The best features in recycling
FROM THE ARCHIVE: Calling the curtain on waste
The Dominion Theatre is one of London’s largest West End theatres. Opened in 1929, it’s seen stage musicals, operas and concerts, with Judy Garland, Maurice Chevalier, Sophie Tucker and Shirley Maclaine just some of the stars to have trodden its boards. Immersed in a world of make believe, magic and make up, the theatre was not what you’d call environmentally aware. But in 2002, a Queen-inspired musical set up camp in the theatre and a company manager with a green bent requested a way to recycle paper. In late 2003 a scheme was put in place. It was an instant hit.
The theatre, operated by Live Nation, employs 98 permanent staff, and a further 109 (comprising of actors, musicians, technical staff, wardrobe and administrators) contribute to the We Will Rock You musical that is still playing at the theatre four years on. The task of introducing paper recycling was left to the theatre’s assistant manager, Emma Sparks. Slightly daunted by the prospect of becoming the theatre’s environmental champion and with no budget available, Emma turned to the Internet: “I didn’t have a clue where to start, not knowing anything about recycling. I had a New York state of mind where I’d buy an umbrella if it was raining and throw it in the bin when the rain stopped. It has certainly been a steep learning curve.”
In March 2004, the theatre signed up to level A1 of the Mayor of London’s Green Procurement Code. Then, at a Green Business Fair in Camden, Emma met people from The Laundry. They now provide the theatre with an inexpensive method of recycling paper that is both simple and efficient.
Together with London Remade the theatre went on to produce an environmental policy. In May 2005, it enlisted the services of recycling group Loop to broaden the range of products diverted from the general refuse collection. “We set up a room dedicated to recycling, containing three bins for glass, two for plastic and aluminium and a trolley for cardboard,” says Emma. “To make it as easy as possible for the staff, we devised a colour-coded scheme, with posters detailing exactly what goes in which bin.”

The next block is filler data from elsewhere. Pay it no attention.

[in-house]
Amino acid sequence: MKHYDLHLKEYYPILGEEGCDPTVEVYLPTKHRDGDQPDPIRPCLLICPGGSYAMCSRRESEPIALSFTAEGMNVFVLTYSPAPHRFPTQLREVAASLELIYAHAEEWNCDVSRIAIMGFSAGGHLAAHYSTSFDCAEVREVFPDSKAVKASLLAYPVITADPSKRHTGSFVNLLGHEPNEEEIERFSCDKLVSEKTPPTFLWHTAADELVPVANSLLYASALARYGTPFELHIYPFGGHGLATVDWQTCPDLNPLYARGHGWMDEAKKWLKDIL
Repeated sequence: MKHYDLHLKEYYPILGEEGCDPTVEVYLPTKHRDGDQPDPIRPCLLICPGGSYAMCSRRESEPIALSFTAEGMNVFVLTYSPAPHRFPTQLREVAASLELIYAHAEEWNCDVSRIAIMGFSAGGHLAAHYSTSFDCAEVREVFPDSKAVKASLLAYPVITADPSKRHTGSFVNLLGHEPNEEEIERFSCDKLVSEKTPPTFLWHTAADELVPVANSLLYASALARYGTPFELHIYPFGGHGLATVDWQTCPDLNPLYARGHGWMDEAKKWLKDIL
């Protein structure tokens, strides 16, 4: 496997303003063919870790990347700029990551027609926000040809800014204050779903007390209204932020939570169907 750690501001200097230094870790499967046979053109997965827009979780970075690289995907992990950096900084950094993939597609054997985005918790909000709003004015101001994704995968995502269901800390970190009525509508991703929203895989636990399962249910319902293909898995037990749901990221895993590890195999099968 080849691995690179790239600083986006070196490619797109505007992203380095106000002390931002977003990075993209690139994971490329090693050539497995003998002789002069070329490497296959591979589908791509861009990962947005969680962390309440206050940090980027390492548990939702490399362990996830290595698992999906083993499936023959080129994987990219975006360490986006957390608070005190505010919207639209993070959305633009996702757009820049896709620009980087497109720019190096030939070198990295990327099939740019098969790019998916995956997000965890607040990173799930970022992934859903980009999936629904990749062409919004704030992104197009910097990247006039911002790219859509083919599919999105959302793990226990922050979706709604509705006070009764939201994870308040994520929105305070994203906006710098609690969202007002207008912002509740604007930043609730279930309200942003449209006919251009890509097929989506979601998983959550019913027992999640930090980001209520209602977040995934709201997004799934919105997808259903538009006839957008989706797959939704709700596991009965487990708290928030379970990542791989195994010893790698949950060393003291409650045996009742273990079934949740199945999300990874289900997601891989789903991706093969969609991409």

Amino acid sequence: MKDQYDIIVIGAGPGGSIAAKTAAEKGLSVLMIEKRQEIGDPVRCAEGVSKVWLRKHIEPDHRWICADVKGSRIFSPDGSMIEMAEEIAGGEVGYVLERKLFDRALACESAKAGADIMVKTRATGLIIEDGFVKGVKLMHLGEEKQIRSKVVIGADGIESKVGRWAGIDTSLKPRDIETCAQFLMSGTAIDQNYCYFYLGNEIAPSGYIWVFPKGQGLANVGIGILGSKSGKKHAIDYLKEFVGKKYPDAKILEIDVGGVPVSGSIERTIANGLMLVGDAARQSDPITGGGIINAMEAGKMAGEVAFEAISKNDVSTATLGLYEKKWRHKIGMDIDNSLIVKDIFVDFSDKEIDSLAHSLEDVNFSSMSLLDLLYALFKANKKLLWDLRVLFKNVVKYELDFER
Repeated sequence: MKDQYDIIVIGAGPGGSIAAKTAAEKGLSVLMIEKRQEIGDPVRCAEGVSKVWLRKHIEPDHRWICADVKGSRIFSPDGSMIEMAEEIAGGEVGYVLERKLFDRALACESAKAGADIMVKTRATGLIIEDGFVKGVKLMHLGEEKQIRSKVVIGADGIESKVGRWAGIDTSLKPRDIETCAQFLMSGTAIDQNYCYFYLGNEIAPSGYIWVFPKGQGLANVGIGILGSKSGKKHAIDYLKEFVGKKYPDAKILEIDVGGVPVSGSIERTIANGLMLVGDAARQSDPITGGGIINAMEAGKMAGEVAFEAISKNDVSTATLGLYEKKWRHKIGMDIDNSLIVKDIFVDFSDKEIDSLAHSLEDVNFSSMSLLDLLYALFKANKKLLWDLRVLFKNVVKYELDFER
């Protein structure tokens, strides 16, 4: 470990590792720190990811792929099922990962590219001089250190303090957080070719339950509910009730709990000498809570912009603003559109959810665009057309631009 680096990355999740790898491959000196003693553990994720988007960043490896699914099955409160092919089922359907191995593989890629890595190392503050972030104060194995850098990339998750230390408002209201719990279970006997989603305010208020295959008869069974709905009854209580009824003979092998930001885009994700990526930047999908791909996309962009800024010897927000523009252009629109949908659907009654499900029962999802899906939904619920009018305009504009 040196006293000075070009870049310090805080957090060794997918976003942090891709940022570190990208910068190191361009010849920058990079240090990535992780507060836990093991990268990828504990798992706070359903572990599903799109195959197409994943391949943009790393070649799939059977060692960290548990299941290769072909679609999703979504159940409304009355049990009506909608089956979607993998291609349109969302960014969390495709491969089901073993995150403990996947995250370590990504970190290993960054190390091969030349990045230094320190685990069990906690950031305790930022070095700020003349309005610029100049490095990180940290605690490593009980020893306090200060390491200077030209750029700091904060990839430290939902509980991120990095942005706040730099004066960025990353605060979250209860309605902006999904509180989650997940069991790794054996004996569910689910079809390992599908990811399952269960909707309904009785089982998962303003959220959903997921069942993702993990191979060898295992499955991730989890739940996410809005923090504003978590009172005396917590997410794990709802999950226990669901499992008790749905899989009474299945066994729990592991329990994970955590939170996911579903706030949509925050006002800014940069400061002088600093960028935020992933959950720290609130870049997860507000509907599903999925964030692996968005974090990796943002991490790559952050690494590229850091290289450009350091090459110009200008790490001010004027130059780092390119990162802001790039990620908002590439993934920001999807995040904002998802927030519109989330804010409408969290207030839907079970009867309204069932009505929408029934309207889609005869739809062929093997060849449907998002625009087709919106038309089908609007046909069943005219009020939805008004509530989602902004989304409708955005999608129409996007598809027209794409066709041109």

Initially there were a few teething problems separating the materials, but increased monitoring resolved them. “I found myself fastidiously fishing out bits of lemon, straws, bottle tops and plastic wrapping from the glass bins,” remembers Emma. “If you had told me two years ago that I would be this concerned about recycling, I’d have laughed.”
Indeed, Emma’s level of commitment to source separation has got to such a point that staff on the bars – where the majority of the recyclable waste is produced – tease her by chucking lemons into the recycling bin in front of her. They are, however, quick to retrieve them.
Encouraged by the efforts of the bar staff, the Dominion’s sparks wanted to get involved with greening up the theatre. As light bulbs have stopped working, the electricians have replaced them with low energy ones and a number of lighting circuits that were previously on 24 hours a day are now on a timer. Next, a lamp recycler was contacted and a hassle-free lamp recycling scheme was set up. One six-foot container provided by Lampcare can hold up to 200 linear fluorescents along with a number of other lamps such as sodium and tungsten.
Conserving resources is on the agenda in other ways too. ‘Hogs’ now occupy each of the theatre’s 80 toilets, saving one litre of water per flush and push taps have been installed. The Carbon Trust recently paid the theatre a visit and will report its findings in due course on how the theatre can improve resource use further. In the meantime, following the trust’s advice, Emma has decided to put timers on the water coolers with immediate effect, to ensure that they are switched off overnight.